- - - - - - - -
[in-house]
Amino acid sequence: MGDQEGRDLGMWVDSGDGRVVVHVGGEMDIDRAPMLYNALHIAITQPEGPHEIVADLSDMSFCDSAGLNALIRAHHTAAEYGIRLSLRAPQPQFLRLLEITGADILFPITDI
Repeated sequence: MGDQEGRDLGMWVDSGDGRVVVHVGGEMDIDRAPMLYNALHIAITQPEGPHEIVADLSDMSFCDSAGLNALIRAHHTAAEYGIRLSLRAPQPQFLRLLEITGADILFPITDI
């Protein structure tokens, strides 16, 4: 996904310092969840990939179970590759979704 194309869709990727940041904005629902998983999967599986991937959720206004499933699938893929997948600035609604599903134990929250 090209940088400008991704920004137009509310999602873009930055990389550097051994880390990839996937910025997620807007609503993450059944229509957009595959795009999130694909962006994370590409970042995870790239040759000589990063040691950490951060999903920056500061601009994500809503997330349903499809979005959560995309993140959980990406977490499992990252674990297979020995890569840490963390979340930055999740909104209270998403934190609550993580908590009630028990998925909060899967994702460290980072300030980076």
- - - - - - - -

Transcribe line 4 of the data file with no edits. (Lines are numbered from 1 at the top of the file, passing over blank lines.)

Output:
């Protein structure tokens, strides 16, 4: 996904310092969840990939179970590759979704 194309869709990727940041904005629902998983999967599986991937959720206004499933699938893929997948600035609604599903134990929250 090209940088400008991704920004137009509310999602873009930055990389550097051994880390990839996937910025997620807007609503993450059944229509957009595959795009999130694909962006994370590409970042995870790239040759000589990063040691950490951060999903920056500061601009994500809503997330349903499809979005959560995309993140959980990406977490499992990252674990297979020995890569840490963390979340930055999740909104209270998403934190609550993580908590009630028990998925909060899967994702460290980072300030980076």